Voters in district 20 may have been happy to reelect Eve Walter to the Ulster County Legislature, but Walter has stepped down early, and that’s not an option. Instead, two dedicated community members are seeking to represent a portion of New Paltz that includes the entirety of the village at meetings in Kingston.
William Wheeler Murray
William Wheeler Murray — better known as “Bill” to many in the community — would like to be seen as “someone who is devoted to his community and his family, who notices the missing pieces and tries to rectify that, who works on improving himself and surroundings, and freely helps those in need. Someone with patience, perseverance and is not afraid to question norms and calmly face adversity. And if they mentioned having a deep sense of what is fair and just, along with a sense of humor, I’d appreciate that. We would all then continue and talk about the Yankees, politics, kids or bees.”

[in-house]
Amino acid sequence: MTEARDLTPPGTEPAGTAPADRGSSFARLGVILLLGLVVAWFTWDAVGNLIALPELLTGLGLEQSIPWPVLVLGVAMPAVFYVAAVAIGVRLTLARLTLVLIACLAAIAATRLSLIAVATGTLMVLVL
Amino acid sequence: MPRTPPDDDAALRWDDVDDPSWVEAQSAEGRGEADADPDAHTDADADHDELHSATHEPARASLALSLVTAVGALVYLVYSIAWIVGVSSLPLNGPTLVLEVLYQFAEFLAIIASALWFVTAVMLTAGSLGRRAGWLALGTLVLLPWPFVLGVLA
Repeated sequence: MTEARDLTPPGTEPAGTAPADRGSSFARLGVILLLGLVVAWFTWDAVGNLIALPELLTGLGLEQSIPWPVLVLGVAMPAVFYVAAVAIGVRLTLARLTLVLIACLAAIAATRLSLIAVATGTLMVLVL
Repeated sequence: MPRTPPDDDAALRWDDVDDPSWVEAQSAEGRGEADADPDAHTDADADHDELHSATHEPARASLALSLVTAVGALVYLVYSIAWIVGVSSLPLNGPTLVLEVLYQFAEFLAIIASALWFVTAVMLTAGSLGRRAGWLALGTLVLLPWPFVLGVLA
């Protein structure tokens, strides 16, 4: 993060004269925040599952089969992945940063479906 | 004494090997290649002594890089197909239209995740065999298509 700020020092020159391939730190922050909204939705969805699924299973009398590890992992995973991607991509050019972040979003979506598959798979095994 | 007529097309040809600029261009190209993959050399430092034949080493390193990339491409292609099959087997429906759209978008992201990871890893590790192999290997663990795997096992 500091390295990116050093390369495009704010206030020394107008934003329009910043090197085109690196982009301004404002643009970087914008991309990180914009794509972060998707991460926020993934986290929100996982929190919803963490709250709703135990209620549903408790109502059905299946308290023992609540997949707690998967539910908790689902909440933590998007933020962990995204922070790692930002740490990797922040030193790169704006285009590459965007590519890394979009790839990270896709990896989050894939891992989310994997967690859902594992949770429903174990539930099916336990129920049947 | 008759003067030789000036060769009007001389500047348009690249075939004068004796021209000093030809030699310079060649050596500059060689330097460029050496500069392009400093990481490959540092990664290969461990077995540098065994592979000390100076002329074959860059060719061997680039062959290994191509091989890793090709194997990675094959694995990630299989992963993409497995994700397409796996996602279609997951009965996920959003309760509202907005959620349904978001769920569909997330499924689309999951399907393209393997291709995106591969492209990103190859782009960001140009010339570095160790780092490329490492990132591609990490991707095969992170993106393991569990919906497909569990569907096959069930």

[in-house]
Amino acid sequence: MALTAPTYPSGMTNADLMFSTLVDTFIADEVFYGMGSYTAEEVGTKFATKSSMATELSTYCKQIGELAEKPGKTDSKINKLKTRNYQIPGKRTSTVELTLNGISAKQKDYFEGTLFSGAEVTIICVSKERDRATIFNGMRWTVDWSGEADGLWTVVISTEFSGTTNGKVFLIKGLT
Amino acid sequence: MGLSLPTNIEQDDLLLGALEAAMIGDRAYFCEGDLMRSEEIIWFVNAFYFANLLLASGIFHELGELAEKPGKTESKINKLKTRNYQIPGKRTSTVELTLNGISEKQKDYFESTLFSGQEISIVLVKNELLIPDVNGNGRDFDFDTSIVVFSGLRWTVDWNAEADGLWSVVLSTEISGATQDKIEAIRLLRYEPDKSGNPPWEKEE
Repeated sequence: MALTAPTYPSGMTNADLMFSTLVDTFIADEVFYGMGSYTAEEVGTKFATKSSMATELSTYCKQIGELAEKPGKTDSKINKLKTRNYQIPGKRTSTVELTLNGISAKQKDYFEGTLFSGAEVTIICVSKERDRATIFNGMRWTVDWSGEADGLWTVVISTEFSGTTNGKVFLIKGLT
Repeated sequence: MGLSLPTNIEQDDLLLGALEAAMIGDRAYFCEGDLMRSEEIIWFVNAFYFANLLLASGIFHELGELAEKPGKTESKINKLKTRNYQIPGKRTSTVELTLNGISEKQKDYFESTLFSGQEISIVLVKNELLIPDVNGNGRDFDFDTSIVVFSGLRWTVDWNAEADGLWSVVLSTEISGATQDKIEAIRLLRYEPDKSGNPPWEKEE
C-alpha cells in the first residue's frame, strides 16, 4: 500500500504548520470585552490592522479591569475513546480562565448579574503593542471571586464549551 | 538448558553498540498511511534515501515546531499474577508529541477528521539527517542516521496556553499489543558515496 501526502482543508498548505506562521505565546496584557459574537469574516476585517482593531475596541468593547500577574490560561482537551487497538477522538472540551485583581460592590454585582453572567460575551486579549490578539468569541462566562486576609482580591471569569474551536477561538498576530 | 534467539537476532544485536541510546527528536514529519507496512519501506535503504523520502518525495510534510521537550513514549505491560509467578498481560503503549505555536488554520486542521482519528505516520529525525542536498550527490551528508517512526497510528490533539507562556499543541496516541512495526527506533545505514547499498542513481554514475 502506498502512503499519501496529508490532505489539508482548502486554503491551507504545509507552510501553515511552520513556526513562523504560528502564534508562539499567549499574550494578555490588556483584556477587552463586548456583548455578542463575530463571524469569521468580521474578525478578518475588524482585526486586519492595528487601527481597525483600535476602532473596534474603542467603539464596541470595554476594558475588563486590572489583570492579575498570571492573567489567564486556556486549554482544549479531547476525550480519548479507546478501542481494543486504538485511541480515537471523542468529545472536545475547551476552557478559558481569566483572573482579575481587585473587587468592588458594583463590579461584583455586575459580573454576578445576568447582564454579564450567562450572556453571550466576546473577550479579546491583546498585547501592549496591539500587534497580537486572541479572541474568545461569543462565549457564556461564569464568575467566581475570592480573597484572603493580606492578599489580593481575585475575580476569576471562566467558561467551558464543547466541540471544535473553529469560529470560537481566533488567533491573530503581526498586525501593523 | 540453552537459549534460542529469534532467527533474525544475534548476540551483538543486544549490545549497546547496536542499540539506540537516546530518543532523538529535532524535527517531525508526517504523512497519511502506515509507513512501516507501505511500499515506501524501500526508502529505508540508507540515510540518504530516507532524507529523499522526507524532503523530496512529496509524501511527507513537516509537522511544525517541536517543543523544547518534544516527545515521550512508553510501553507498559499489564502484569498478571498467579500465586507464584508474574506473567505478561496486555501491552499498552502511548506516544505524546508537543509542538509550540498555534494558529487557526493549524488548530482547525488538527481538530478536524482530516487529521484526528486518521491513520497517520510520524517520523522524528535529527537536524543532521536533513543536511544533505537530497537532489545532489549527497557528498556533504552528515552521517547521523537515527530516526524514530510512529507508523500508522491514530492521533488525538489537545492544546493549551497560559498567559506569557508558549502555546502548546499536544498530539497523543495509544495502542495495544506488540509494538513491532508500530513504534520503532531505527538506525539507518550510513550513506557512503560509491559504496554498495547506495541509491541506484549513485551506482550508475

Asked why it would be important to step off the village board to take the legislative seat, Murray explained that with more than half of incumbent legislators leaving, there is a need for someone to work on known local issues using county resources, such as improving the public transportation system. State and federal funding for infrastructure and other local projects is often funneled through county governments, as well. That amount of turnover means that a good many people will be trying to learn the ropes, and having experience in another form of government gives a leg up on that score. “Now’s the time for my experience and leadership to step up, serve, fight for state and federal funding to support these needs and make things happen.” What will become of the village-level work if Murray vacates that position? “If elected, I’m certainly not leaving the village. I will be available to the village board beyond my work as county legislator. I’ll attend village board meetings to provide updates on what’s happening in the legislature. As long as I’m invited, I’m more than happy to participate as much as allowed.”